And she paraphrased Jesse Jackson’s famous speech: “We are not the revolution that is yet to come; we’re the canaries at the coal face telling people what is going to happen.”

Saturday, May 05, 2012

EDL thugs attack pensioners in Lewisham

By New Worker correspondent

A GROUP of thugs whose faces have been seen on many marches organised by the Islamophobic English Defence League last Saturday violently assaulted members of the Socialist Workers’ Party and other activists in Lewisham.
 Earlier that morning the same group had attacked a press photographer who recognised them from the “March for England” event in Brighton the previous Sunday.
 They recognised him and five of them followed him to a bus stop, punched him twice in the face and then ran away. He immediately reported the assault to the police in the hope of alerting them to the presence of dangerous EDL thugs in the area.
 Alas the warning fell on deaf ears and there was no quick police response when the fascist thugs attacked the regular SWP stall that has been a feature of Lewisham High Street for three decades – even though the stall is just across the road from the very large Lewisham Police Station.
 The thugs accused the SWP group of being from Unite Against Fascism and “throwing bottles in Brighton” the previous Sunday.
 They were referring to the enormous turnout of local Brighton anti-fascists in protest at the EDL/March for England trying to march through their town, which succeeded in twice stopping the fascist march.
 But the only bottle throwers in Brighton on Sunday 22nd April were the EDL themselves and a few drunken anarchists, not the UAF.
 The thugs were under the impression that the thousands of anti-fascists who came out in Brighton were all UAF and that they had all come from outside, as they themselves had.
 In fact the anti-fascists in Brighton were almost all local. And since the event had not been reported in any national media – not even the Morning Star – most people in Lewisham, including those around the SWP stall, had no idea what the EDL thugs were talking about.
 The EDL came to Lewisham intending to wreak some sort of violent revenge for their humiliation in Brighton against the UAF.
 They expected a UAF election campaign bus to begin its journey through south London – urging people to vote against British National Party and other fascist candidates in the coming mayoral and GLA elections – from Lewisham clock tower that morning, as advertised on the UAF website. But the UAF campaign bus was delayed due to mechanical problems.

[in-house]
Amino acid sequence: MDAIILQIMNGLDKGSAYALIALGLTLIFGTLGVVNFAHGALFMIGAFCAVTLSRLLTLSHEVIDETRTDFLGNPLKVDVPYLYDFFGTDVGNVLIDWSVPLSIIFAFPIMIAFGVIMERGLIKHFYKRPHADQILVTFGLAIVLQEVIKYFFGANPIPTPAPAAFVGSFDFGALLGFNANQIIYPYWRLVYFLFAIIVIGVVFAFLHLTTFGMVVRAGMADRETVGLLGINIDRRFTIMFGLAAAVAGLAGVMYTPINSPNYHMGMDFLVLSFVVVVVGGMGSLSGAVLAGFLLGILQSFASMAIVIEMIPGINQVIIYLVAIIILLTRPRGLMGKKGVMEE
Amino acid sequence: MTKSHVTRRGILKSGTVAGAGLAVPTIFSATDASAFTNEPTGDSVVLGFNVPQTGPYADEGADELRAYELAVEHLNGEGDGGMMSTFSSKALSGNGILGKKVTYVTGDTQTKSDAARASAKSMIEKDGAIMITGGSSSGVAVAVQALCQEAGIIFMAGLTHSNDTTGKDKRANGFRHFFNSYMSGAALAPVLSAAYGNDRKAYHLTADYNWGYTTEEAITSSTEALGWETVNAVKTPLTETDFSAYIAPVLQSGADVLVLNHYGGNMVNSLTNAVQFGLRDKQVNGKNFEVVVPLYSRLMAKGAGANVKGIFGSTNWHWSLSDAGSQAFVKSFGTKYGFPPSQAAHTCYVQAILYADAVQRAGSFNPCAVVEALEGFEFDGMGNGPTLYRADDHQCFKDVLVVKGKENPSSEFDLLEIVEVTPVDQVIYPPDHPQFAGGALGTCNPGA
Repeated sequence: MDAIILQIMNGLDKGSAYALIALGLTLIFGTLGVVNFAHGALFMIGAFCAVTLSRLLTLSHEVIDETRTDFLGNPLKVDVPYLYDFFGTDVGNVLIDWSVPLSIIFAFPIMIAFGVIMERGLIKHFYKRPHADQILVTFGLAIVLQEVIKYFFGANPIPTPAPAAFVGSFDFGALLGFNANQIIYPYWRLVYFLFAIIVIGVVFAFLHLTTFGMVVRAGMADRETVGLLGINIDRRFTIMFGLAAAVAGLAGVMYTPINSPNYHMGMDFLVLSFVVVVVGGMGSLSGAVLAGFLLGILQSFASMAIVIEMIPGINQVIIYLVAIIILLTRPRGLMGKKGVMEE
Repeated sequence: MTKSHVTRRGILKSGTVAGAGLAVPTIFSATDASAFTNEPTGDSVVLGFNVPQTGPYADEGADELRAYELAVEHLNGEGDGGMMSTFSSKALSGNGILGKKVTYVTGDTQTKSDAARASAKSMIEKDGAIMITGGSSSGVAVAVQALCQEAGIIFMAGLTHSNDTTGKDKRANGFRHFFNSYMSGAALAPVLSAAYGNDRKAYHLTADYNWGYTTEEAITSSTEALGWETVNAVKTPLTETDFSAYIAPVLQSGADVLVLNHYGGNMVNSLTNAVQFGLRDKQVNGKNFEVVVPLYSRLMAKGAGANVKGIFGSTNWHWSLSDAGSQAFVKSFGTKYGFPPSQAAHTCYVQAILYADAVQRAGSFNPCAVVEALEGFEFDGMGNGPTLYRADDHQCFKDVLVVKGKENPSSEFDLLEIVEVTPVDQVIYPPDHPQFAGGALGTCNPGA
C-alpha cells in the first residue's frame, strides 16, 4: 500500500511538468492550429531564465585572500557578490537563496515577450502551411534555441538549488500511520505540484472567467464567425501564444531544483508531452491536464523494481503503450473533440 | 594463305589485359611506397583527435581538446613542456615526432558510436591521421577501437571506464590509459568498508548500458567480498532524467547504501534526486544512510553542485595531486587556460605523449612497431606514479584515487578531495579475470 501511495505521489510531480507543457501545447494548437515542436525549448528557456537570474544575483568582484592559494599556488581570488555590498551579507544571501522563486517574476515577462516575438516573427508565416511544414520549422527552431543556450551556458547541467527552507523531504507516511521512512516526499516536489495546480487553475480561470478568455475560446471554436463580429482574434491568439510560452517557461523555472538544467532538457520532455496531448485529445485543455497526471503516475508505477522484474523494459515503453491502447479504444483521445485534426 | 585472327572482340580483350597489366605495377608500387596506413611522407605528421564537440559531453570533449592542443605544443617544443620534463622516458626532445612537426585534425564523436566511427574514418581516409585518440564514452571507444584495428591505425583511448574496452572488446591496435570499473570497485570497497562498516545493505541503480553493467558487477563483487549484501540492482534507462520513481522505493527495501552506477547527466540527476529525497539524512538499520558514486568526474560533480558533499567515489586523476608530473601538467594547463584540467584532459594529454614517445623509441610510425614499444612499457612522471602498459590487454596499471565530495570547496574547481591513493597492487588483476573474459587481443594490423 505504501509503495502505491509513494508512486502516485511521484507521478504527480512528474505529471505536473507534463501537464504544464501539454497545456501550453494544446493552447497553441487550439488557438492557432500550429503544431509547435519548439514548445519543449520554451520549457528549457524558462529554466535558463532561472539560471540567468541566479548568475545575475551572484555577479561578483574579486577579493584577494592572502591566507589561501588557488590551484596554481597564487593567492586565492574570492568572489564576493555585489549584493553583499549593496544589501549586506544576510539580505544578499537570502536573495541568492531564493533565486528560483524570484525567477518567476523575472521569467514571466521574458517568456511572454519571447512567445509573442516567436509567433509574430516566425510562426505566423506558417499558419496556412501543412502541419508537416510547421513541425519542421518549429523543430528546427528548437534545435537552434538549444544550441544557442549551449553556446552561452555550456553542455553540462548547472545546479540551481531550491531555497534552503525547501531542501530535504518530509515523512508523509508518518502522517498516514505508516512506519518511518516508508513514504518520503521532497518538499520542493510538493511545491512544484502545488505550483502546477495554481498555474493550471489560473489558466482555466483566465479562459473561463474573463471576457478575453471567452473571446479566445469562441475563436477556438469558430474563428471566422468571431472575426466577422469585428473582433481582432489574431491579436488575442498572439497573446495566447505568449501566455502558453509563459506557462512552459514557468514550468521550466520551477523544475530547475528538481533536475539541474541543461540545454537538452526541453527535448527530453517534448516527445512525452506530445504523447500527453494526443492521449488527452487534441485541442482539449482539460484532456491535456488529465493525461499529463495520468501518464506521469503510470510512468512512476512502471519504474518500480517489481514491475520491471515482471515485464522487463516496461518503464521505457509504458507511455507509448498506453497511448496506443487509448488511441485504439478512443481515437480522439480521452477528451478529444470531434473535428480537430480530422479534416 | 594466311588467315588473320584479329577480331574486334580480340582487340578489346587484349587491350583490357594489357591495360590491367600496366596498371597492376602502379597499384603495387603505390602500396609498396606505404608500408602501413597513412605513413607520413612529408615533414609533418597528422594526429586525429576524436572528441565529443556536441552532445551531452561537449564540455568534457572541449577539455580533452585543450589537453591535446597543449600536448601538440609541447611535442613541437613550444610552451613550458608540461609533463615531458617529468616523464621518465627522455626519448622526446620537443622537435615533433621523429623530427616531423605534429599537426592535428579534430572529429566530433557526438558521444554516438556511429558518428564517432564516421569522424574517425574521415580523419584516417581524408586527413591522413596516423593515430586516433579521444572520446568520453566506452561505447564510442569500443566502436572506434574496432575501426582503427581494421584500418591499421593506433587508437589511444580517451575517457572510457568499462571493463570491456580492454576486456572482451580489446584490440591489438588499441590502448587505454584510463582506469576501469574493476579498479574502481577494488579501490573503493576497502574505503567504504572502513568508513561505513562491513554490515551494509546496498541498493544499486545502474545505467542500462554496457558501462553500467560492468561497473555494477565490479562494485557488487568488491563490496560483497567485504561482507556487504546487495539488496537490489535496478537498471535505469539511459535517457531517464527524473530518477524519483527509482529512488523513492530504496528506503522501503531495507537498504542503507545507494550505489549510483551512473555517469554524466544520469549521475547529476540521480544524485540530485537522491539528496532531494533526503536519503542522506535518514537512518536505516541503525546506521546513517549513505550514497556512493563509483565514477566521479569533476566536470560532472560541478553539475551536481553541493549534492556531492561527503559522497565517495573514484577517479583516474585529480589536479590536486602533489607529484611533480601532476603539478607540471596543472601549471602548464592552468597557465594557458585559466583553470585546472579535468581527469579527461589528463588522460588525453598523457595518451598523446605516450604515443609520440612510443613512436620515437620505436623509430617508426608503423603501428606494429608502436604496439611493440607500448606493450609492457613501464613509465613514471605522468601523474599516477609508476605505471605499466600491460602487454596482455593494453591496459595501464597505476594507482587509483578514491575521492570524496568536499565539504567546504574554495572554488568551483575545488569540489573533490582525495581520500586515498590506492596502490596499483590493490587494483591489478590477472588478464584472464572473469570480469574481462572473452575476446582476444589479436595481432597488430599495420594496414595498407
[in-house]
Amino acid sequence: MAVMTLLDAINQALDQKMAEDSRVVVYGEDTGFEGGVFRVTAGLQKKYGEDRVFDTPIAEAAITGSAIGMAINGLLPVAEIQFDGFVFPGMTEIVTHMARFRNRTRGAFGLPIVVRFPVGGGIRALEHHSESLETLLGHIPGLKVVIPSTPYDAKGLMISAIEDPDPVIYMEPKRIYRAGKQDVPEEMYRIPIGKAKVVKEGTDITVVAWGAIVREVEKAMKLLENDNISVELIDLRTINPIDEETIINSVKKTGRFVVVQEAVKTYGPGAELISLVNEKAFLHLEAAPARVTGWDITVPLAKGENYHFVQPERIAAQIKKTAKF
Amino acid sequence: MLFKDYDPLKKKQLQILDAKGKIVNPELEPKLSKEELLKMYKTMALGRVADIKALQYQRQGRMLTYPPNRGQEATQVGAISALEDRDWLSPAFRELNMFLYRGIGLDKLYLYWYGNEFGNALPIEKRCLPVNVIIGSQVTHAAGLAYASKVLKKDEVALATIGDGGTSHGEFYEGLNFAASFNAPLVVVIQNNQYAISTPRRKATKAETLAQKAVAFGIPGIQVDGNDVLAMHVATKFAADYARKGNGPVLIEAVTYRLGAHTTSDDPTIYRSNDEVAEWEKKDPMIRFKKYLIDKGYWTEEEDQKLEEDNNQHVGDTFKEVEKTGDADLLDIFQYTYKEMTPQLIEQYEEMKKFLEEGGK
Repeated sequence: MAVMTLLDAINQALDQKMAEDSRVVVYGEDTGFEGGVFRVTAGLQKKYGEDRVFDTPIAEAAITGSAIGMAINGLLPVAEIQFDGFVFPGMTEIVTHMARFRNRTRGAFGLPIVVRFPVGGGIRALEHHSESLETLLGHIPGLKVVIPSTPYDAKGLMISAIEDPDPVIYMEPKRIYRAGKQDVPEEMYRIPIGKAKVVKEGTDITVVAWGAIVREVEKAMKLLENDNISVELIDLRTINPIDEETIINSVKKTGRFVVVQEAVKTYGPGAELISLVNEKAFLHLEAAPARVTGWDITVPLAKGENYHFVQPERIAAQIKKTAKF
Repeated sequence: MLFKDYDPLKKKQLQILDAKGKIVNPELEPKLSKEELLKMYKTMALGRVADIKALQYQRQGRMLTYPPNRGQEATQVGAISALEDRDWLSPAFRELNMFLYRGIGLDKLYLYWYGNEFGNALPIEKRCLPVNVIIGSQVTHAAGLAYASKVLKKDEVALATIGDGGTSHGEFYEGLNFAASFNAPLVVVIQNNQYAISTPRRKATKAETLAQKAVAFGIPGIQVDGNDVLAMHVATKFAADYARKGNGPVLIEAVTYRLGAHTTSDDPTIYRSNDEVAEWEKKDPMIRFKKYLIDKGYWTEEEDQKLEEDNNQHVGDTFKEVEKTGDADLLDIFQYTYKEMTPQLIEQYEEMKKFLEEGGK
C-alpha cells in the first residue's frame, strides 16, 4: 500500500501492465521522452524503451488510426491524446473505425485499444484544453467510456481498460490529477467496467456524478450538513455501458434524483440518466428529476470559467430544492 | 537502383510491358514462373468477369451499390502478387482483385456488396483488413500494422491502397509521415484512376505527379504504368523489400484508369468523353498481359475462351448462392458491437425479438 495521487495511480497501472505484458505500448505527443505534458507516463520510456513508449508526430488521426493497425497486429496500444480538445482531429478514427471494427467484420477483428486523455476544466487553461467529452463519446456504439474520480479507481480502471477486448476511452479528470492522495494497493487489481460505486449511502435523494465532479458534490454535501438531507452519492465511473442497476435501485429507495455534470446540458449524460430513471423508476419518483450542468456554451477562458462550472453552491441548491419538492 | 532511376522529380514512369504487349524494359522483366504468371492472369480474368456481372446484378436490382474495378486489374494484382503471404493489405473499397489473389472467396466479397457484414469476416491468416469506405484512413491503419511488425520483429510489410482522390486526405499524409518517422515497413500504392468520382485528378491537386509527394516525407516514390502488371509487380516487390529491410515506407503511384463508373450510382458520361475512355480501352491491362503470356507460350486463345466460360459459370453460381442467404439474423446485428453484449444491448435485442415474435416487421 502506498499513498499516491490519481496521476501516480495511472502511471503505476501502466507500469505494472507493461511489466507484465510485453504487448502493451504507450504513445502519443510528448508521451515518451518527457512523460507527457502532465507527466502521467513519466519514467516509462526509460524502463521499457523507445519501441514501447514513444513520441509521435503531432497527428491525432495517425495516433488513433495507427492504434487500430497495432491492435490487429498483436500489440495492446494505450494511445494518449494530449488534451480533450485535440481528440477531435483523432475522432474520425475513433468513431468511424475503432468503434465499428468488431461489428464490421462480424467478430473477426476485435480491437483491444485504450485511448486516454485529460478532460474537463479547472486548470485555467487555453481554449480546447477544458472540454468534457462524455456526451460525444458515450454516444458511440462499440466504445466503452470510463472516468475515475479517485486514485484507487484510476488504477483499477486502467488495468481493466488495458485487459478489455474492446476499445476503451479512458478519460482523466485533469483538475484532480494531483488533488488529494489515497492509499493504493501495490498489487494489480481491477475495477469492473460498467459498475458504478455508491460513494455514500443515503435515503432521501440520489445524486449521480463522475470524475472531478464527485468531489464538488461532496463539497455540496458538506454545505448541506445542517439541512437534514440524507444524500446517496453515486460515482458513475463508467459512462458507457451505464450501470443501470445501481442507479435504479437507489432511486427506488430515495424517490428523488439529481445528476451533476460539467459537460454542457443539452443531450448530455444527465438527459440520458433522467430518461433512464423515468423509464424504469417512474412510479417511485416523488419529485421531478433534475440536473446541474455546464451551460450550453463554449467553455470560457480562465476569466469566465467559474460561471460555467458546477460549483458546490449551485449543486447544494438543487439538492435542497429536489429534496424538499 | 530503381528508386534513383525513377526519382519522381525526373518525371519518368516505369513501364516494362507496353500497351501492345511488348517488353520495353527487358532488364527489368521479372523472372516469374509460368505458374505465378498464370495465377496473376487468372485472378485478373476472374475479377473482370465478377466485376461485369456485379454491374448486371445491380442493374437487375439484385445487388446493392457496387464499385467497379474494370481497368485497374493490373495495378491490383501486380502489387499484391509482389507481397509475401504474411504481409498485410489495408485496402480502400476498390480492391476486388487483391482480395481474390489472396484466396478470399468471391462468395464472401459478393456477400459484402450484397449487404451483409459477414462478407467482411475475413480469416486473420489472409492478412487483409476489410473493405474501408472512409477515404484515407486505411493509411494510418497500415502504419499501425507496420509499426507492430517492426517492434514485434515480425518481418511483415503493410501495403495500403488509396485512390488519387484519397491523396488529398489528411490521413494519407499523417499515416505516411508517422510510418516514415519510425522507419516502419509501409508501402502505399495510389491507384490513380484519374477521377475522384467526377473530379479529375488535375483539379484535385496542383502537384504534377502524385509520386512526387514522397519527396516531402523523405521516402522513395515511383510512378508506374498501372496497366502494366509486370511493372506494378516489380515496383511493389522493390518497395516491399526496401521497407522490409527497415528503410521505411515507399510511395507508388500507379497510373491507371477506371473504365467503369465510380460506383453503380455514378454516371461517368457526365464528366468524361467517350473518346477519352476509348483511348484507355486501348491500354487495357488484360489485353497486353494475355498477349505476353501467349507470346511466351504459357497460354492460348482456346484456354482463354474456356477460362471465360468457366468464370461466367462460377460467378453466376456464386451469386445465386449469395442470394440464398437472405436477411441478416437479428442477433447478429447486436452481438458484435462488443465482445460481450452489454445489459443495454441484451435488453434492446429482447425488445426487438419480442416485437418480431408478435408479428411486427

The EDL hung around the clock tower for an hour, taking photographs and staring menacingly at shoppers and activists and then decided to attack the SWP stall.
 Shortly after 12 noon they passed the stall en masse at which point an altercation began, with shouts and heckling from the racist group.
 In response to Islamophobic statements an SWP pensioner approached them and received a vicious head-butt as an answer, throwing him to the ground. Another pensioner intervened and was quickly surrounded, man-handled and flung to the floor, receiving a knock to the head. Both had to receive medical treatment for their injuries.
 Sabby Dhalu, Unite Against Fascism Joint Secretary said: “This vicious, cowardly attack by fascists on anti-racist pensioners, illustrates why we must all campaign against fascism. The police must take action and immediately arrest and charge the perpetrators of this vile attack.
 “We urge every one to use their vote on Thursday 3rd May and stop fascist and racist groups like the British National Party, English Democrats and National Front from getting elected; and join the peaceful demonstration against the English Defence League organised by We Are Luton and Unite Against Fascism."
 Jarman Parmar, who chairs Lewisham Anti-Racist Action Group said: "The actions of these racist attackers is shocking and strengthens our resolve to unite everyone who opposes this kind of behaviour and ideas which have no place in our society. Those who have the vote should make it count by voting against the British National Party and help stop the far right on 3rd May. We all want to create and live in a society where there is no hate and no fear on racial and ethnic grounds.”
 Gerry Gable, editor of Searchlight anti-fascist magazine, told the New Worker that anti-fascist and other left activists should take note that there is a real threat of attack by fascist thugs like this and they should take sensible precautions. He added that dedicated activists would not be deterred by this; they would be more motivated to come out and oppose the fascists after cowardly attacks like this.

Greenwich librarians on strike

AROUND 100 members of the giant union Unite working across 13 Greenwich libraries last week began five days’ industrial action over privatisation of their workplaces.
 Greenwich Council proposes to privatise library services by transferring it out to Greenwich Leisure Limited (GLL), where staff are already on poorer pay and conditions and do not receive the London Living Wage of £8.30-an-hour.
 GLL has said it intends to “harmonise” terms and conditions in the near future, which has led the union members to believe it will lead to race to the bottom – harmonising to the poorer conditions.
 By setting up stalls outside libraries, Unite recently conducted a public consultation exercise and asked the public to vote on whether they wanted the service transferred out. This got overwhelming support and resulted in over 1,600 signed postcards returned saying no to the transfer.
 Unite regional officer Onay Kasab said: “We have the full support of the public on this campaign as GLL has no experience running libraries. Despite promising to do so, the council has failed to carry out its own survey. We believe this was due to the huge opposition the council knows exists regarding the transfer.
 “During Unite’s public consultation, many fears were voiced by the public and library users. Not only do many believe that services will suffer, there are also great fears that GLL will close the smaller libraries and that the mobile library service will be scrapped – a service essential to those unable to travel.
 “Disgust was also expressed at the introduction of charges for services such as use of computers – a service thousands of people on lower incomes have come to rely on.”